|ICAO Code:||KATL/ATL||Info Last Validated:||dec14|
|City:||Atlanta, GA||Position:||33°38'12.19"N 84°25'41.04"W|
|Runway(s):||8L/26R, 8R/26L, 9L/27R, 9R/27L, 10/28||Elevation:||1026|
Hartsfield–Jackson Atlanta International Airport is the busiest airport in the world with regard to commercial aircraft movements and with regard to the number of passengers. In 2010 more than 89 million passengers travelled through Atlanta, resulting in more than 950,000 landings and take-offs. The majority of this traffic comes from two major carriers having a hub here: Delta Air Lines (including feeder airlines) and airTran Airways, but all major US carriers fly to Atlanta. There are relatively few foreign carriers when compared to for example JFK, LAX or Miami.
The airport has its roots in the 1920s, and was named Candler Field. After World War II, and thus a brief military period, The airport became known as Atlanta Municipal Airport. The development to its current size really began in the late 1970s under the administration of Mayor Maynard Jackson. In 1977 the construction of the four runways and mid-field terminal started. Named for former Atlanta mayor William Berry Hartsfield, who did much to promote air travel, William B. Hartsfield Atlanta International Airport opened on 21 September 21 1980.
In May 2001, construction of a 2,700 m fifth runway (10–28) began. It was completed in May 2006. With this runway simultaneous approaches on three runways can be performed, ensuring the top ranking of Atlanta. In the meantime the Atlanta City Council voted to change the name to the current Hartsfield–Jackson Atlanta International Airport, in honour of former mayor Maynard Jackson, who died in June 2003.
The layout of the airport is quite simple: five parallel runways with the terminal area in between the two northern runways pairs. The terminal consists of a main building to the west, connected by an underground rail link with multiple satellites. North of all the runways is a small FBO and east of that the cargo aprons. Most maintenance hangars are immediately east of the terminal area, but there are also some in the north west corner and east of the taxiways connecting runway 10/28 to the rest of the airport.
The airport is about 10-15 km south of the city centre. Interstate 85 is the road to use out of town and from DeKalb-Peachtree Airport, but if you are coming from Fulton County-Brown Field you better use the I-285 ring road.
If you do not have a car, you can also travel to the airport by light rail. The Metropolitan Atlanta Rapid Transit Authority or MARTA has four lines crossing the greater Atlanta area, with the two north-south lines terminating at the airport terminal.
Probably the best spot of all for logging is the Renaissance Concourse Hotel in the northern part of the airport. The rooms form the sixth floor and up with balconies look out over runways 8L/26R and 8R/26L and the concourses. Rooms 1022 and 1025 are confirmed as having great views. Photography is possible with 200-400 mm on the north western most runway, but as you are facing south most of the day, you would better pick an overcast day.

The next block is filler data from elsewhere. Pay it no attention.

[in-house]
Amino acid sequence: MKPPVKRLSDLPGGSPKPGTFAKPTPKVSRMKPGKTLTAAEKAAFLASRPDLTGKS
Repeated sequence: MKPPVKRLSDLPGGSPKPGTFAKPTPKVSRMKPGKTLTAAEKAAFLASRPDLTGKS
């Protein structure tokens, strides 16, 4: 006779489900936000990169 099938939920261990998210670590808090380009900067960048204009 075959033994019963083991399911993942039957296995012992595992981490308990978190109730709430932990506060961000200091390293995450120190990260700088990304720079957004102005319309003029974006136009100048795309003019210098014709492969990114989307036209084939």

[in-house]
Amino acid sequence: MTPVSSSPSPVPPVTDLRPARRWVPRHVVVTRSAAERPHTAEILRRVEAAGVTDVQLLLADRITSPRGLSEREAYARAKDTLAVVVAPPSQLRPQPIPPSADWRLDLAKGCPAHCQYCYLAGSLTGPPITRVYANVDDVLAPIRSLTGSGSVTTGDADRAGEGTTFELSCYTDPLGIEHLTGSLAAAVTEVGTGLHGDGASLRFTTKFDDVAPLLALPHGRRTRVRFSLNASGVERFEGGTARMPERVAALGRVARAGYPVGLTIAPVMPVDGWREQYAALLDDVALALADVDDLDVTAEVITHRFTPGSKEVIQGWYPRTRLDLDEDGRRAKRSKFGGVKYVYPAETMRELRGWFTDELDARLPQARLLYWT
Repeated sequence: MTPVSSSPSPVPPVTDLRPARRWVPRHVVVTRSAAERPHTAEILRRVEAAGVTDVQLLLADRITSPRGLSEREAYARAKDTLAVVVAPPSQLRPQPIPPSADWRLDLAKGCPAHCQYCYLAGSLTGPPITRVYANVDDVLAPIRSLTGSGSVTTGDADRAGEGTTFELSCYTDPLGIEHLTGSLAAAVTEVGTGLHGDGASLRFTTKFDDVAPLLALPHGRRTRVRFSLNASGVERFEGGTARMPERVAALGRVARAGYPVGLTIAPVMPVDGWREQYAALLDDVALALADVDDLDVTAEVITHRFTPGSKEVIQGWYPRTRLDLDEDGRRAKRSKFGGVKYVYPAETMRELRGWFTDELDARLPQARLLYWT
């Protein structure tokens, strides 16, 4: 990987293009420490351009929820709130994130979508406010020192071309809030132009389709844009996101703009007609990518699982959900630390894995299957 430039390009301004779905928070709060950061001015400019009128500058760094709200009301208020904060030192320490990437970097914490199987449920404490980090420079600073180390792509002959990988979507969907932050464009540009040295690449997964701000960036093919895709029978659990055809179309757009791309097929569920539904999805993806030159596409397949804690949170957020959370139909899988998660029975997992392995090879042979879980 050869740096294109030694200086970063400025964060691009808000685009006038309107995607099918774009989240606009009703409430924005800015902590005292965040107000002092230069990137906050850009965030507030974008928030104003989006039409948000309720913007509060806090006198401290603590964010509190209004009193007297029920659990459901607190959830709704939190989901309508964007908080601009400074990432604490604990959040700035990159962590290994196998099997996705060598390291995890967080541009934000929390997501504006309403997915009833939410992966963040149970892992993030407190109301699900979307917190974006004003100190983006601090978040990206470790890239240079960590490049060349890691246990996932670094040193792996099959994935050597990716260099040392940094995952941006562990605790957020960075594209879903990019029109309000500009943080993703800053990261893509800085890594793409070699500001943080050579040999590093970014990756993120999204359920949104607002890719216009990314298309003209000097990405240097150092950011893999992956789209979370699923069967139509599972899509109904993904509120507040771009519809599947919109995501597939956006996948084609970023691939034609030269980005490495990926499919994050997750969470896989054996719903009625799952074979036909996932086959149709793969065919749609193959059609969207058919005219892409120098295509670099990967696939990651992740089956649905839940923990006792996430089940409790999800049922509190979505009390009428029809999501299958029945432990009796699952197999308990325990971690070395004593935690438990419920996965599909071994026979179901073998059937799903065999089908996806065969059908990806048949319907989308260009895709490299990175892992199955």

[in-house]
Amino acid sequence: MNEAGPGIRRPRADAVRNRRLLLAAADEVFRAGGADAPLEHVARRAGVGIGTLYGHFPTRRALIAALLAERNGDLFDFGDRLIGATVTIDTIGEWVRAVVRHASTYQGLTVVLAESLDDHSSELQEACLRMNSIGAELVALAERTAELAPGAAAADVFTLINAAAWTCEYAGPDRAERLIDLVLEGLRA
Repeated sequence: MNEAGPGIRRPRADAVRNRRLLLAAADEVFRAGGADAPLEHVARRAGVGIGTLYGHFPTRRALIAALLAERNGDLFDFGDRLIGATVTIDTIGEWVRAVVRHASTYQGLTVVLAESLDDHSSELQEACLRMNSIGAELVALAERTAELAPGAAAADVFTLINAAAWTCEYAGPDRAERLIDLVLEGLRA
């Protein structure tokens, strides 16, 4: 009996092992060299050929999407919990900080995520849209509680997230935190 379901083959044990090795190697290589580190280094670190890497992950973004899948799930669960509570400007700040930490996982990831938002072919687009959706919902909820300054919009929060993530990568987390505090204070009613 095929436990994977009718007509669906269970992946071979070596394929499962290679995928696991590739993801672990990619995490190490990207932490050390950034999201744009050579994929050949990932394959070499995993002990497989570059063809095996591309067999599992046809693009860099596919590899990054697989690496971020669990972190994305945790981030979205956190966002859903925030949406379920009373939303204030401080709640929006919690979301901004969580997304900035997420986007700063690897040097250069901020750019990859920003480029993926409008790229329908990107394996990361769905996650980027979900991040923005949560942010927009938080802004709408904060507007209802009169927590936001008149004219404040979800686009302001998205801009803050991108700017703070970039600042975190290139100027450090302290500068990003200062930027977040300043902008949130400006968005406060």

The parking lots of Mercury Air Center and some small cargo buildings off Toffie Terrace allow part of the cargo aircraft and bizjets/props to be read. Photos are difficult to take, with the sun facing you most of the day, and a fence and handling equipment hampering you.
This spot is at the entrance to a sewage treatment plant on Lake Mirror Road, just off the I-285 service road. This spot gives you a good view of traffic landing to the west (runway 27L) or taking off to the east (runway 9R). Photography of traffic can be done nearly all day.
With the opening of runway 10/28 some roads south of the airport have been cut off. The Airport Loop Road dead ends at the taxiways to and from this runway. The taxiways are right in front of you, with the fence descending to the tunnel. Any aircraft landing on runway 10/28 will have to pass this spot, so you will not miss any of them. Although partly obstructed by bushes, most aircraft landing or taking off on runway 9R/27L can also be read, as are some aircraft at the terminal.
You can take photos of taxiing aircraft here from about noon until sunset. This is only possible in south eastern direction; otherwise the fence will be in the way. A CRJ requires about 400 mm on the far taxiway.
Another spot is the parking lot of the Ruby Tuesday restaurant, with the entrance at Sullivan Road. It offers a good view of traffic departing from runway 27L. The sun is good for photography pretty much the whole day, but in summer until about 5 or 6 p.m. For 737s almost a full 300 mm is needed and for a 777 it's about 220 mm. Not the greatest spot but ok.
Many people watch the traffic from the roof of the South Parking Garage (4th level). Good overview of runways 9L/27R and 9R/27L and part of the concourses. If traffic is operating to the east, planes will be taxiing to runway 9L and will pass directly in front of the garage. The down side is that - aside from the parking fee - you can expect to be approached by a security guard if you are taking pictures. They say it is not allowed, but from other's experience the Airport Operations Department does not have a problem with people photographing at this location. As it is facing south, the best time for taking pictures is in the late afternoons.
- 118.100Clearance Delivery
- 121.900Atlanta Ground (8L/26R, 8R/26L)
- 121.750Atlanta Ground (9L/27R, 9R/27L)
- 121.650Atlanta Ground (10/28)
- 119.100, 125.325Atlanta Tower (8L/26R, 8R/26L)
- 119.300, 123.850Atlanta Tower (9L/27R, 9R/27L)
- 119.500Atlanta Tower (10/28)
- 125.700Atlanta Departure (8L/26R, 8R/26L)
- 135.700Atlanta Departure (9L/27R, 9R/27L)
- 135.375Atlanta Departure (10/28)
- 127.900Atlanta Approach
- 124.600Atlanta Final
- Official website